As I’ve been reading and listening to the life and legacy of the glorious Aretha Franklin today, but amid the countless tributes to all of her countless accomplishments and accolades and voice, I can’t help but think about all of the things that we will never know. All of the racism that she never spoke about. How she combated the rampant sexism of the music industry. How much she was undervalued next to her peers. How she carried being an indomitable black woman in our unsupportive world. She came from a generation that shouldered the burdens of the civil rights movement. It’s successes and its failures. Her sacrifices and talent and fortitude have made our lives easier. We have a louder voice because of artists like her. Thank you, we are grateful.
Live-drawing at the latest @creativemean event as artists @choutoo @aoctaviusw @wesaamalbadry
@colorfulkierra drop some sage science on an attentive audience. I was too, even though I was momentarily distracted by this gentleman’s crisp and dapper pinstripe suit. #ObservedSF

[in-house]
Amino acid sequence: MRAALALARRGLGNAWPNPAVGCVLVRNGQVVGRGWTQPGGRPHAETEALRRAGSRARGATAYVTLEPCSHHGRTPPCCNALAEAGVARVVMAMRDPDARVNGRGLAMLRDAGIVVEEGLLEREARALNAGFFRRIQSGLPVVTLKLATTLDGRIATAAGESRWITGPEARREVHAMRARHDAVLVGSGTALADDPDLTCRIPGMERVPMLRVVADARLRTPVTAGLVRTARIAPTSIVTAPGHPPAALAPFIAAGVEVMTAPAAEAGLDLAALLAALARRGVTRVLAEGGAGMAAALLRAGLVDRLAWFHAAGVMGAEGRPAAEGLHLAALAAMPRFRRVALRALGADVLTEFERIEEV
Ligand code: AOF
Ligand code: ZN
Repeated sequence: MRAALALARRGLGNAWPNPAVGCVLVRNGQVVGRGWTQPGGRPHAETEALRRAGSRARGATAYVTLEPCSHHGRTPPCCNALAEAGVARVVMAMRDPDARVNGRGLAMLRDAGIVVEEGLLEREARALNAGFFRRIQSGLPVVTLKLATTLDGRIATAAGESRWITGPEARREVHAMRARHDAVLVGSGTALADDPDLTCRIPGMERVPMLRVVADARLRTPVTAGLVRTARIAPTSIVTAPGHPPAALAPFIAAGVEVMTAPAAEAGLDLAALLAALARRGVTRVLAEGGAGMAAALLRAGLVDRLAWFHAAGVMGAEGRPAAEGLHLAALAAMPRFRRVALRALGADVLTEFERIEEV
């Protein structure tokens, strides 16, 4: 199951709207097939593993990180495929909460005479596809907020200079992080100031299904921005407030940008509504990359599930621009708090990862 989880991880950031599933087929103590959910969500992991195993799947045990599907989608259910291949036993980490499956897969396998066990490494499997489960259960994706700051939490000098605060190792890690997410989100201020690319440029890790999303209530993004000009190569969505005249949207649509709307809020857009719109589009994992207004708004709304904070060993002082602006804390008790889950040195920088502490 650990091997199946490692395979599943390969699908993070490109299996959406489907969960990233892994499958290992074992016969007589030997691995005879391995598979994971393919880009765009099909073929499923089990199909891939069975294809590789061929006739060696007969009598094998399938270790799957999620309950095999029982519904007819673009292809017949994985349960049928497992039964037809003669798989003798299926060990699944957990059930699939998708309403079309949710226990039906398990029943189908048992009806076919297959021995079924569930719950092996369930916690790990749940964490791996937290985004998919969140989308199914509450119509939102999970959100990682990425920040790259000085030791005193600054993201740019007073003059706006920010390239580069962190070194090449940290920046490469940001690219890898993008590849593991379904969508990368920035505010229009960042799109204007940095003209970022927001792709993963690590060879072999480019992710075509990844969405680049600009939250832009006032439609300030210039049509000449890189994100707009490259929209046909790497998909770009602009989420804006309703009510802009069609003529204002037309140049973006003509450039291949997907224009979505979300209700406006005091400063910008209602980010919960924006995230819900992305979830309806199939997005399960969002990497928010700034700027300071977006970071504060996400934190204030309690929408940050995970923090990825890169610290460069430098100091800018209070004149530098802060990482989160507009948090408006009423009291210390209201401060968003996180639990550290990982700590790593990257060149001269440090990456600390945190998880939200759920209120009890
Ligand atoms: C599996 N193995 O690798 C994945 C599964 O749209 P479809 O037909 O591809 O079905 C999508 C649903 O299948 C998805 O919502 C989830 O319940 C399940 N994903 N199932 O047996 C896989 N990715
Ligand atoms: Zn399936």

I had been a professional graphic designer for 21 years when I decided (after much consternation behind-the-scenes) to stop designing for other people and spend some time creating for myself. The first project I assigned to myself was a project that will now inform the next couple of years of my creative life. #IllustratedBlackHistory was a project for me to find out about my history, Black history, American history. The experience was meant for me to explore my capabilities: to discover if I was an artist (I was) and to redefine the kind of work I was capable of. It set me on a new path and has refocused my energy. I’ve had a lot of conversations about this project over the last few months and it’s given me the opportunity to reflect back on the encouragement and support that I received from my community (friends, family and strangers). It gave me the foundation to continue delving Into what my purpose is. It also let me understand a few other things: that I didn’t know enough about black history, that I was armed with my own abilities to write, report, illustrate and design. And that I was hungry to know more.